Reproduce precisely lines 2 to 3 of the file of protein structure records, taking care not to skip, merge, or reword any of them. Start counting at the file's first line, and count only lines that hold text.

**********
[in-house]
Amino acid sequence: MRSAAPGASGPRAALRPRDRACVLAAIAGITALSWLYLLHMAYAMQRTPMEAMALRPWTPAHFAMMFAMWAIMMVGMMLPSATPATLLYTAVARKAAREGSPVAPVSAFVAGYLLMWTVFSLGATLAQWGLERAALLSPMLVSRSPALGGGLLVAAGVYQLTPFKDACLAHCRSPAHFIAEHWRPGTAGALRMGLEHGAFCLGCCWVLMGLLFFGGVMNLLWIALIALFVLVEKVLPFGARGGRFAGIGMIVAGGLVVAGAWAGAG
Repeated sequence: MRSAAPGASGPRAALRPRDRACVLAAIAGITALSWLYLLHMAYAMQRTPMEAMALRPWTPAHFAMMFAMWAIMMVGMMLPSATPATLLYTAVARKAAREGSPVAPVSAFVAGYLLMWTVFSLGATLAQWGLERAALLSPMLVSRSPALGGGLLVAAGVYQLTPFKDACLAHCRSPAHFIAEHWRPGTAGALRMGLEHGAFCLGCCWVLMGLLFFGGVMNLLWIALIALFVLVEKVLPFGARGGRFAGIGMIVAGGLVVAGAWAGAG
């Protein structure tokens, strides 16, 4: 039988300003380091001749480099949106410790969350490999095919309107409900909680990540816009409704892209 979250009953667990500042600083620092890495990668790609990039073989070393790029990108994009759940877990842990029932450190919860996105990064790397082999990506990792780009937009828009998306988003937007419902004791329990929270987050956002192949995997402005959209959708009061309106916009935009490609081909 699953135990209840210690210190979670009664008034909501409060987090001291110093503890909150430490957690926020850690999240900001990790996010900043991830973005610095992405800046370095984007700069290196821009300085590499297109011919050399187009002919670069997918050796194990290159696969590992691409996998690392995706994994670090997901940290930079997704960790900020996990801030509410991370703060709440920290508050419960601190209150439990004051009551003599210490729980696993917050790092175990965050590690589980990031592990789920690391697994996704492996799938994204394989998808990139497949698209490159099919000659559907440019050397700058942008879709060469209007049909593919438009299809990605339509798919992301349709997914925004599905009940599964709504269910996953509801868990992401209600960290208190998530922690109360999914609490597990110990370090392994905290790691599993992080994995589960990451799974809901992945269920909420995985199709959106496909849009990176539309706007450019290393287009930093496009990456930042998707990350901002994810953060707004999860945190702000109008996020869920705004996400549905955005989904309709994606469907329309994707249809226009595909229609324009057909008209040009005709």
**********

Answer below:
Amino acid sequence: MRSAAPGASGPRAALRPRDRACVLAAIAGITALSWLYLLHMAYAMQRTPMEAMALRPWTPAHFAMMFAMWAIMMVGMMLPSATPATLLYTAVARKAAREGSPVAPVSAFVAGYLLMWTVFSLGATLAQWGLERAALLSPMLVSRSPALGGGLLVAAGVYQLTPFKDACLAHCRSPAHFIAEHWRPGTAGALRMGLEHGAFCLGCCWVLMGLLFFGGVMNLLWIALIALFVLVEKVLPFGARGGRFAGIGMIVAGGLVVAGAWAGAG
Repeated sequence: MRSAAPGASGPRAALRPRDRACVLAAIAGITALSWLYLLHMAYAMQRTPMEAMALRPWTPAHFAMMFAMWAIMMVGMMLPSATPATLLYTAVARKAAREGSPVAPVSAFVAGYLLMWTVFSLGATLAQWGLERAALLSPMLVSRSPALGGGLLVAAGVYQLTPFKDACLAHCRSPAHFIAEHWRPGTAGALRMGLEHGAFCLGCCWVLMGLLFFGGVMNLLWIALIALFVLVEKVLPFGARGGRFAGIGMIVAGGLVVAGAWAGAG